There are moments in history that define us all. But is it worth the toll that it takes upon us?
Directed by Christopher Nolan, Oppenheimer tells the story of J. Robert Oppenheimer (Cillian Murphy), the brilliant theoretical physicist who was teaching in the US during the Second World War. Although he gained notoriety, Oppenheimer’s personal life kept him from true success. However, his life is changed when Lt. Gen. Leslie Groves Jr. (Matt Damon) recruits him to begin work on a top-secret assignment. Dubbed the Manhattan Project, Oppenheimer and his team of brilliant scientists begin to develop and design an atomic bomb that the US believes can bring peace to the world.
Quite simply put, Oppenheimer is a masterpiece by one of modern cinemas greatest storytellers. Everyone associated with this film is working at the highest level to create something memorable and they have succeeded. Featuring a sparkling script and brilliant performances, Nolan has not only made one of the best films of the year but he may finally achieve the Oscar glory that has eluded him throughout his career.
It’s worth noting that Oppenheimer is less of a war film and more of a political thriller. In essence, Nolan spends more far more time in the board room (and the bedroom) than he does on the battlefield. Instead of emphasizing the physical devastation created by the invention of the atomic bomb, Nolan reveals the damage it has done to humanity’s soul. Unlike Dunkirk, this isn’t meant to be a visual spectacle but more of a moral inquest into humanity’s propensity to ignore the consequences of our actions.
As such, Nolan’s work is almost entirely grounded within its characters. However, having said this, that scene—the one that changed the world—is nothing short of remarkable as well. As a result of his commitment to practical effects, Nolan grounds this scene with every conceivable emotion, leaving the audience as conflicted as its characters. In short, Nolan ensures that the invention of a bomb is infused with both wonder and horror.
As Oppenheimer himself, Murphy presents a man who seems to keep his head clear and (arguably) his heart cold. However, Murphy also gives his character an inner compassion and conviction that keeps him conflicted. What’s more, the film features some stellar work by Robert Downey Jr. as politician Lewis Strauss. Both benevolent and (potentially) malevolent, Downey brings a fury to his performance that makes him absolutely riveting to watch. (In fact, it is not hard to imagine a scenario where Downey finds his way to the podium next year during Oscar season.)
Admittedly, if there’s a criticism to be had its likely the film’s portrayal of its female characters. Both Emily Blunt and Florence Pugh offer ferocious performances in their respective roles, showing confidence and frailty. Even though this is meant to be a world of toxic masculinity, its unfortunate that their characters seem minimized and the film suffers as a result. (In fact, I even fear that more ink will likely be devoted to Pugh’s nudity than the strength of her work.)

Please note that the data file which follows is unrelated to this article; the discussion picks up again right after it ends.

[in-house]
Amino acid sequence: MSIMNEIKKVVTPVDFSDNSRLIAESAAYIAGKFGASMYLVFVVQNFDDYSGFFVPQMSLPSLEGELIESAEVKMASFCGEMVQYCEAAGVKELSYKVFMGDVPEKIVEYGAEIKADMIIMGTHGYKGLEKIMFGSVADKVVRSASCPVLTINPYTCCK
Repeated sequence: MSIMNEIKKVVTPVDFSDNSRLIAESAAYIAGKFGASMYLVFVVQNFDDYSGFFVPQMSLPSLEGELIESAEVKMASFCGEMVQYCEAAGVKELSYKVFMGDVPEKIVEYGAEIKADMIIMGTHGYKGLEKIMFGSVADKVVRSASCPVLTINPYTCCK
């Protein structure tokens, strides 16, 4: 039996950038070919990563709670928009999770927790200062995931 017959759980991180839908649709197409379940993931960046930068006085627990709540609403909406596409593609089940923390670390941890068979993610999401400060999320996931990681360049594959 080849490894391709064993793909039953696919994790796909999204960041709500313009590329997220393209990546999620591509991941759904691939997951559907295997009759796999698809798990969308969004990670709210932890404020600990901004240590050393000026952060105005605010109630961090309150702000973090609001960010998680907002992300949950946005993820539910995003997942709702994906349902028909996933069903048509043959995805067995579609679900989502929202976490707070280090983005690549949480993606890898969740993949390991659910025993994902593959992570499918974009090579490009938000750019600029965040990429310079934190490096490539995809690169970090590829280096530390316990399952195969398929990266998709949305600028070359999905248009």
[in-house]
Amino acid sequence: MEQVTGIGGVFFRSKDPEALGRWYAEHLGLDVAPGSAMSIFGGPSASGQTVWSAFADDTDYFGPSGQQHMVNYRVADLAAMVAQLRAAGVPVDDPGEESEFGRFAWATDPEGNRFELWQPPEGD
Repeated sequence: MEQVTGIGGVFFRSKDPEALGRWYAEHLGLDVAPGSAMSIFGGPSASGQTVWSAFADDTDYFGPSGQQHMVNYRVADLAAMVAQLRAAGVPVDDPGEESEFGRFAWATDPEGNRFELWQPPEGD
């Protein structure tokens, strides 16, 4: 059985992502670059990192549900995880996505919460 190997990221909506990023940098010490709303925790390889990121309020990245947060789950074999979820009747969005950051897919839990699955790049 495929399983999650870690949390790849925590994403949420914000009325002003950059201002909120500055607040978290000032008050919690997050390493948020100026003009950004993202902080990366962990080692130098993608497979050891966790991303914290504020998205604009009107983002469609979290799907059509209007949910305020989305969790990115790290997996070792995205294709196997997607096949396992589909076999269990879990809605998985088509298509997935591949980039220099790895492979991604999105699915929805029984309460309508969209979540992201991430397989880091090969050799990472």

Having said this, Nolan’s work has always been at its best when sitting in morally ‘grey areas’. For example, whereas The Dark Knight peeled back our assumptions about heroism, Dunkirk also dissolved the ‘glory’ of war. But, with Oppenheimer, Nolan focuses his lens on a man who is largely responsible for one of mankind’s most devastating achievements. For a man who helped end WWII, Oppenheimer is also held up as one of history’s most controversial figures.
But this is exactly the sort of figure that Nolan revels in exploring.
Here, Nolan depicts the US government with a certain naiveté. To them, the atom bomb remains a solid solution, despite the fact that scientists repeatedly warn them that success will create a world filled with consequences. Even so, the team remains undeterred in their vision. After all, their interest in creating a weapon of mass destruction is rooted in the race to defeat the evil of the Nazis, no matter the cost.
In this way, Oppenheimer paints its primary subject as neither hero nor villain. (In fact, there’s a certain sense that he is both.) As a man of science, Oppenheimer feels less committed to any particular moral high ground but still struggles with his actions. As a man of science, he is driven to achieve. However, his focus on the future leaves him in a string of broken relationships, despite his unique brand of love for them. As a Jew, he is passionate about the defeat of the Nazis yet he seems unwilling to consider the ramifications of his results. Oppenheimer even recognizes the deeply flawed nature of capitalism yet he refuses to align himself with the Communist party.
But the bright light of the atomic bomb forces him to re-examine himself and his new world.
Strangely, though set 70 years in the past, Nolan’s work still feels eerily current. As progress throttles forth more rapidly than at any other time in our history, the film reminds the viewer of the dark side of innovation. Like Oppenheimer, we too are willing to prove our ingenuity and power of scientific achievement but are we willing to slow down and reflect on its implications. Like the Greek god Prometheus stealing fire from the heavens, our passion for innovation often overrides our interest in its impact on the future. (To paraphrase Jeff Goldblum in Jurassic Park, ‘our scientists seem so intent on discovering if they can do things that they don’t always stop to think if they should’.)
Therein lies the genius of Oppenheimer. Although Nolan may take the viewer back into the 1940s, the true terror of this story is that it continues to shape our world in the present.
Oppenheimer is available in theatres on Friday, July 21st, 2023.